Platkin said he’s also bringing members of his office, experts and “stakeholders” in mental health issues together to revise the state’s use-of-force policy to include protocols for dealing with barricaded individuals.

Such people are often confronted by police “in a room or confined space” and pose a “significant risk” not just to law enforcement but to other civilians, he said.

Platkin said he also wants to encourage partnerships between law enforcement and violence intervention groups, which he said have already been proven to “improve public safety outcomes.”

A number of issues had the city in turmoil before Paterson non-violence activist Najee Seabrooks was shot and killed following an hours-long standoff on March 3.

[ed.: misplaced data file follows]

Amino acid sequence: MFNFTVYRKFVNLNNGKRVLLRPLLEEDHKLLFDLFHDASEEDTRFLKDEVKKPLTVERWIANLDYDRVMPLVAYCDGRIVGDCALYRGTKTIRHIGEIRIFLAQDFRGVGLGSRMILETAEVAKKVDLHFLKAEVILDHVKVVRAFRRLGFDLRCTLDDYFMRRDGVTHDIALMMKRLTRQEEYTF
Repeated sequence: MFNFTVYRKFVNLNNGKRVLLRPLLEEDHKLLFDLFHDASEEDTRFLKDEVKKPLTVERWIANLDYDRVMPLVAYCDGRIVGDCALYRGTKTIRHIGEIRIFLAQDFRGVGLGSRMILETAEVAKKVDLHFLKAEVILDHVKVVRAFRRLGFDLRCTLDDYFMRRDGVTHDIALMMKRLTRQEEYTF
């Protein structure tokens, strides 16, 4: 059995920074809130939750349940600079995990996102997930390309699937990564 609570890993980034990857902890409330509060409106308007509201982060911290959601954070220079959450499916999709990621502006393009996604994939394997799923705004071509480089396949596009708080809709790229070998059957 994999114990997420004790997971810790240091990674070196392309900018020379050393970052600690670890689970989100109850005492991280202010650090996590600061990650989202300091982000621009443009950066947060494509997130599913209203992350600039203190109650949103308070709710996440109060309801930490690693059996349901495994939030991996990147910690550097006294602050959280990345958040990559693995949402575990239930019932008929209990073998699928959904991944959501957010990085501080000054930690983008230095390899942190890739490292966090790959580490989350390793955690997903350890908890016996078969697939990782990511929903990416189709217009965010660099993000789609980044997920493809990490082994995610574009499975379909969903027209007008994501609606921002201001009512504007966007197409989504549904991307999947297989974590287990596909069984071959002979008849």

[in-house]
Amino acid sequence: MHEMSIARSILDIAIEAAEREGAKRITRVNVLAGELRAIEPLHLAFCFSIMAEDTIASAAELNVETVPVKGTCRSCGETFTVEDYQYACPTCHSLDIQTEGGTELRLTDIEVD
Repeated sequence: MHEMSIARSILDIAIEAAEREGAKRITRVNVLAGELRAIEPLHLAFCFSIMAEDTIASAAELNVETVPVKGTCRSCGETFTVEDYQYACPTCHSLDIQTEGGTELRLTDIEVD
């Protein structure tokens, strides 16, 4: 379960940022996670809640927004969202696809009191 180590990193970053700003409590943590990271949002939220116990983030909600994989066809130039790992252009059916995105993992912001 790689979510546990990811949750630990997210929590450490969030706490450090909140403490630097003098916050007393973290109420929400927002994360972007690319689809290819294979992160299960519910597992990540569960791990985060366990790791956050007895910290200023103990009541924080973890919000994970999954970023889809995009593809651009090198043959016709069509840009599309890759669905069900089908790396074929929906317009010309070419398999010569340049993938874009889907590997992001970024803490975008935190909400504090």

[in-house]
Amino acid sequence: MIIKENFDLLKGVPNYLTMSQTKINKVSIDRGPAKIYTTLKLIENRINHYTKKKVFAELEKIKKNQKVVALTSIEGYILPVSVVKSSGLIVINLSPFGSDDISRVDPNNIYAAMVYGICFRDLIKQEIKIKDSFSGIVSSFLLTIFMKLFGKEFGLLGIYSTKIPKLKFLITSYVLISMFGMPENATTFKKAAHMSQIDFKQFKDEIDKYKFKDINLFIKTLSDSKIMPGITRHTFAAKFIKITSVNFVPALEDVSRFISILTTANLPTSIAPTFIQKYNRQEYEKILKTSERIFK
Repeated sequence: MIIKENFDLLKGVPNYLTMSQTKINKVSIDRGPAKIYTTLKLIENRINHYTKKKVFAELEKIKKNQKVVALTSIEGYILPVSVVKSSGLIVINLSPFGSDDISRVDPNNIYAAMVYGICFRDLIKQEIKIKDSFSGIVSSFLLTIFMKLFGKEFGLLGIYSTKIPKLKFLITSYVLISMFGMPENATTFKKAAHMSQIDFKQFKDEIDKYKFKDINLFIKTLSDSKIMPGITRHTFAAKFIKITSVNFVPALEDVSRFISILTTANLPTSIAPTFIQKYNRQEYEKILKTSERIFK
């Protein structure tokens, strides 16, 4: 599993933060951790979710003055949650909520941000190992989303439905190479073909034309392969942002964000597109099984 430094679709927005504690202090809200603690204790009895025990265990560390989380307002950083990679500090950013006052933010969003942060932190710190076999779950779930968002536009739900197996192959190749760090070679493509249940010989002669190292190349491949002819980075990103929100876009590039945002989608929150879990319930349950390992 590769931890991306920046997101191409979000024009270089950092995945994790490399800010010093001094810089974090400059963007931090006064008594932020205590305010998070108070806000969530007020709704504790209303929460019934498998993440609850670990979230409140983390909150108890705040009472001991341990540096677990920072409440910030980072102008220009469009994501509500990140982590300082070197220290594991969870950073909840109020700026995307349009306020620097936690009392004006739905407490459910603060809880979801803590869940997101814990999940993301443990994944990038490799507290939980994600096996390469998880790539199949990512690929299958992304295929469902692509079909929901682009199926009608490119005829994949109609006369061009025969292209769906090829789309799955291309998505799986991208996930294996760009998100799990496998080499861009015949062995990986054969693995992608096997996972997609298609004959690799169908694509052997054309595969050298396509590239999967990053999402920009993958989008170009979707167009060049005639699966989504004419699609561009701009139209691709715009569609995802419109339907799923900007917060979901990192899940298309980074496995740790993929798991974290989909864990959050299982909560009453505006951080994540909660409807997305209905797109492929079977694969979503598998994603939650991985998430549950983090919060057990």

Seabrooks was in the middle of an apparent drug-induced mental health crisis at the time.

He had two bloody knives, at least one of which he'd been cutting himself with, in his bathroom, as a knot of Paterson police officers in tactical gear tried to talk him into surrendering, video released by Platkin's office shows.

SEE: Video Shows Paterson Non-Violence Activist Bursting From Bathroom With Knife When He's Shot

Platkin's office is reviewing the shooting, as it does all such incidents involving police, both under state law and his office's guidelines.

Loved ones, activists and others say Seabrooks would still be alive today if the police had handled the situation differently.

They have called on the city to establish a civilian crisis-assistance team comprised of social workers and intervention specialists for such cases.

Activists are also demanding a civilian complaint review board to probe allegations of police wrongdoing.

Mayor Andre Sayegh has spoken out against the Police Department and pushed for state involvement.